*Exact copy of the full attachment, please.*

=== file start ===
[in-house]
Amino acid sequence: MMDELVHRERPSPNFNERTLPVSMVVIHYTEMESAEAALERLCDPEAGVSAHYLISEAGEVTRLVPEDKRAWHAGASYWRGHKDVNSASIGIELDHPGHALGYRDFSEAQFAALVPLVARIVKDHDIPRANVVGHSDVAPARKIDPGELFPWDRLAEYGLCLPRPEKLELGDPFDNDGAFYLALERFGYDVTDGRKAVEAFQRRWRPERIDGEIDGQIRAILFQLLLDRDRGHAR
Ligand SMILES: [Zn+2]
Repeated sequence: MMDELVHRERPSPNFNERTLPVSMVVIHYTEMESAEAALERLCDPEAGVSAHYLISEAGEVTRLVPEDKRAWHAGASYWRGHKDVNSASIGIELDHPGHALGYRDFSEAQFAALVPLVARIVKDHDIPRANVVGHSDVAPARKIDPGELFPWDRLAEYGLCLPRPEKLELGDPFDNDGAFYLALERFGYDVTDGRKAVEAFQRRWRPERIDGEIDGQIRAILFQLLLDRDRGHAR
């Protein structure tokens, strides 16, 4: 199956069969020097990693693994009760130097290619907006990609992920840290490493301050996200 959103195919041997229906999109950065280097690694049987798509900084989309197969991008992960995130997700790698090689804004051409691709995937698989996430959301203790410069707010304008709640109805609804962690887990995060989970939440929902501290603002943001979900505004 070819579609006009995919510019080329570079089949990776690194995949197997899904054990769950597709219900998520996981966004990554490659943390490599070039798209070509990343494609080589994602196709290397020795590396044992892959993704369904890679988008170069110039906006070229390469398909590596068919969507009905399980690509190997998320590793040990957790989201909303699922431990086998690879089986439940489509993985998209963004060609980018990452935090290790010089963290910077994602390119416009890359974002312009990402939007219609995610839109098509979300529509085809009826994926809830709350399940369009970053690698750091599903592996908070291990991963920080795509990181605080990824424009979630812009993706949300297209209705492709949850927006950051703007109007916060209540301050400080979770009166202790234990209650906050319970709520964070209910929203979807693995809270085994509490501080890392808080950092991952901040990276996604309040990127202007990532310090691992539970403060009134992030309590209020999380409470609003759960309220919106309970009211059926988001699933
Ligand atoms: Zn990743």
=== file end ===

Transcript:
[in-house]
Amino acid sequence: MMDELVHRERPSPNFNERTLPVSMVVIHYTEMESAEAALERLCDPEAGVSAHYLISEAGEVTRLVPEDKRAWHAGASYWRGHKDVNSASIGIELDHPGHALGYRDFSEAQFAALVPLVARIVKDHDIPRANVVGHSDVAPARKIDPGELFPWDRLAEYGLCLPRPEKLELGDPFDNDGAFYLALERFGYDVTDGRKAVEAFQRRWRPERIDGEIDGQIRAILFQLLLDRDRGHAR
Ligand SMILES: [Zn+2]
Repeated sequence: MMDELVHRERPSPNFNERTLPVSMVVIHYTEMESAEAALERLCDPEAGVSAHYLISEAGEVTRLVPEDKRAWHAGASYWRGHKDVNSASIGIELDHPGHALGYRDFSEAQFAALVPLVARIVKDHDIPRANVVGHSDVAPARKIDPGELFPWDRLAEYGLCLPRPEKLELGDPFDNDGAFYLALERFGYDVTDGRKAVEAFQRRWRPERIDGEIDGQIRAILFQLLLDRDRGHAR
């Protein structure tokens, strides 16, 4: 199956069969020097990693693994009760130097290619907006990609992920840290490493301050996200 959103195919041997229906999109950065280097690694049987798509900084989309197969991008992960995130997700790698090689804004051409691709995937698989996430959301203790410069707010304008709640109805609804962690887990995060989970939440929902501290603002943001979900505004 070819579609006009995919510019080329570079089949990776690194995949197997899904054990769950597709219900998520996981966004990554490659943390490599070039798209070509990343494609080589994602196709290397020795590396044992892959993704369904890679988008170069110039906006070229390469398909590596068919969507009905399980690509190997998320590793040990957790989201909303699922431990086998690879089986439940489509993985998209963004060609980018990452935090290790010089963290910077994602390119416009890359974002312009990402939007219609995610839109098509979300529509085809009826994926809830709350399940369009970053690698750091599903592996908070291990991963920080795509990181605080990824424009979630812009993706949300297209209705492709949850927006950051703007109007916060209540301050400080979770009166202790234990209650906050319970709520964070209910929203979807693995809270085994509490501080890392808080950092991952901040990276996604309040990127202007990532310090691992539970403060009134992030309590209020999380409470609003759960309220919106309970009211059926988001699933
Ligand atoms: Zn990743």